Its been some time since my last wasabi post but I have been waiting for the rhizomes!
Wasabi Crop had a great weekend, and Zak dug up 51 rhizomes with the biggest weighing 170 g. We prepared the rhizomes for our customers by first trimming them. This involved cutting the head and trimming off the bottom. The rhizomes were then washed in fresh cold water and prepared for vacuum packing. They were then frozen.
vacuum packed fresh wasabi rhizomes from wasabi crop
These freshly frozen wasabi rhizomes will be delivered to our customers in a vacuum pack. On receipt of the vacuum-packed wasabi rhizome, it should immediately be taken out of the bag and washed it under cold running water. Each fresh wasabi rhizome is then individually wrapped in damp cheesecloth which will be supplied with the order. The customer must then store them in an open glass bowl on the top shelf of their refrigerator. The cheesecloth is then periodically checked every 2-3 days to ensure that they remain moist; changing or dampening the rhizome again as required. It is important to remember not to seal the dish. This Wasabi Rhizome should last for up to 10 days in the fridge.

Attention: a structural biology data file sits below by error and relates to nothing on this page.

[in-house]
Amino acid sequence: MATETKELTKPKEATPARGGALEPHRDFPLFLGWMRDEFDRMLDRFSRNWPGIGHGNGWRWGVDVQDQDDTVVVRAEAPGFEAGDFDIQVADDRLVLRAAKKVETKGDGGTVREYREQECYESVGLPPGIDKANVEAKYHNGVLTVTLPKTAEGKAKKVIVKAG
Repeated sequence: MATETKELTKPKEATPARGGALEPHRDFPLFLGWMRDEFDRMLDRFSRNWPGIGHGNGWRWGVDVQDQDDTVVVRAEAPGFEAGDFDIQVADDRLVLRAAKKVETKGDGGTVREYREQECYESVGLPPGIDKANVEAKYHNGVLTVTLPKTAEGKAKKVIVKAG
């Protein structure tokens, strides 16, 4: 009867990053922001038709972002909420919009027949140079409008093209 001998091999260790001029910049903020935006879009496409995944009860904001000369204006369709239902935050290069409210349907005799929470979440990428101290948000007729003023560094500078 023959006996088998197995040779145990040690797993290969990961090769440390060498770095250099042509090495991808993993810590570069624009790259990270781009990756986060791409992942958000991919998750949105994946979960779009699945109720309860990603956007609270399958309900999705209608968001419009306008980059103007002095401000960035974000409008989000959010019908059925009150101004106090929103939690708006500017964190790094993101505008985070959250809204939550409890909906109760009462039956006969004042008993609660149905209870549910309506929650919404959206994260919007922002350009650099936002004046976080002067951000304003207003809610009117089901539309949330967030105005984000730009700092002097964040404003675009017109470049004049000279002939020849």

real fresh wasabi rhizomes
Overall this is an excellent approach as during the preparation the wasabi rhizome is trimmed by removing the crown and the root tip to ensure the customer receives all the rhizome!
Your wasabi rhizome has taken over 2 years to grow in Northern Ireland. Yes, you heard right! It was grown in Northern Ireland, and Wasabi Crop is the first Company to achieve this.
Most people have never tasted real wasabi: FAKE wasabi which is consumed come out of a plastic tube. What you have actually been eating is common horseradish with a little green food colouring and mustard.
Why is it so rare? Wasabi is a temperamental crop requiring particular growing conditions and critical care to flourish. It is also somewhat perishable: because of these factors, real wasabi can be extremely hard to get your hands on!
If you would like to buy some, please visit the Store at Wasabi Crop!
I have to go now and help dig up more rhizomes; it would be great to beat the British record of 377 g!
Enjoy your fresh wasabi – providing new foods for your table!
More news articles to follow!